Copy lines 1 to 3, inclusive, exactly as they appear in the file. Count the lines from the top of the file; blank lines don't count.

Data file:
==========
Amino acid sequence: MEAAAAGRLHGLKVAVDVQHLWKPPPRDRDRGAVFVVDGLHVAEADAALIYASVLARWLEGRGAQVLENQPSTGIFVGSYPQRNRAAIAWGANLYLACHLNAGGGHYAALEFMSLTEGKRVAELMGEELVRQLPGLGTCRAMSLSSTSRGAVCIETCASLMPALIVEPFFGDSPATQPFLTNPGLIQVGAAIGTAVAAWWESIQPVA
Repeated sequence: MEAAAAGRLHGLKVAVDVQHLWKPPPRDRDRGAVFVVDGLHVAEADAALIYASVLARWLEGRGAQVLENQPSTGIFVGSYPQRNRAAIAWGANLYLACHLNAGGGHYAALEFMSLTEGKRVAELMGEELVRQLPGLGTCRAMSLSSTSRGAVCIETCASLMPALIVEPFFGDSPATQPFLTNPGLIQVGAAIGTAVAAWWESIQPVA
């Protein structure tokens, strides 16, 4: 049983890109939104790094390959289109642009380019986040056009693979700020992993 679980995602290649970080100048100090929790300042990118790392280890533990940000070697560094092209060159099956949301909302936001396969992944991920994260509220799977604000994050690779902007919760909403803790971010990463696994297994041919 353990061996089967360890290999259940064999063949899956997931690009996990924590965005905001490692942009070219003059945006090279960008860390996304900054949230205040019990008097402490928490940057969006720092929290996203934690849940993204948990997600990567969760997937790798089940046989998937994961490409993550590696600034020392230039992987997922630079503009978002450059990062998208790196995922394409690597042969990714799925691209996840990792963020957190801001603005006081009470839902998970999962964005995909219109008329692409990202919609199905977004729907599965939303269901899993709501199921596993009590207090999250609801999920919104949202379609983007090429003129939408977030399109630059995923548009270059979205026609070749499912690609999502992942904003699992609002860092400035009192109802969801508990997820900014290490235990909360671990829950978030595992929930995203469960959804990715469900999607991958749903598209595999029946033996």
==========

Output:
Amino acid sequence: MEAAAAGRLHGLKVAVDVQHLWKPPPRDRDRGAVFVVDGLHVAEADAALIYASVLARWLEGRGAQVLENQPSTGIFVGSYPQRNRAAIAWGANLYLACHLNAGGGHYAALEFMSLTEGKRVAELMGEELVRQLPGLGTCRAMSLSSTSRGAVCIETCASLMPALIVEPFFGDSPATQPFLTNPGLIQVGAAIGTAVAAWWESIQPVA
Repeated sequence: MEAAAAGRLHGLKVAVDVQHLWKPPPRDRDRGAVFVVDGLHVAEADAALIYASVLARWLEGRGAQVLENQPSTGIFVGSYPQRNRAAIAWGANLYLACHLNAGGGHYAALEFMSLTEGKRVAELMGEELVRQLPGLGTCRAMSLSSTSRGAVCIETCASLMPALIVEPFFGDSPATQPFLTNPGLIQVGAAIGTAVAAWWESIQPVA
């Protein structure tokens, strides 16, 4: 049983890109939104790094390959289109642009380019986040056009693979700020992993 679980995602290649970080100048100090929790300042990118790392280890533990940000070697560094092209060159099956949301909302936001396969992944991920994260509220799977604000994050690779902007919760909403803790971010990463696994297994041919 353990061996089967360890290999259940064999063949899956997931690009996990924590965005905001490692942009070219003059945006090279960008860390996304900054949230205040019990008097402490928490940057969006720092929290996203934690849940993204948990997600990567969760997937790798089940046989998937994961490409993550590696600034020392230039992987997922630079503009978002450059990062998208790196995922394409690597042969990714799925691209996840990792963020957190801001603005006081009470839902998970999962964005995909219109008329692409990202919609199905977004729907599965939303269901899993709501199921596993009590207090999250609801999920919104949202379609983007090429003129939408977030399109630059995923548009270059979205026609070749499912690609999502992942904003699992609002860092400035009192109802969801508990997820900014290490235990909360671990829950978030595992929930995203469960959804990715469900999607991958749903598209595999029946033996």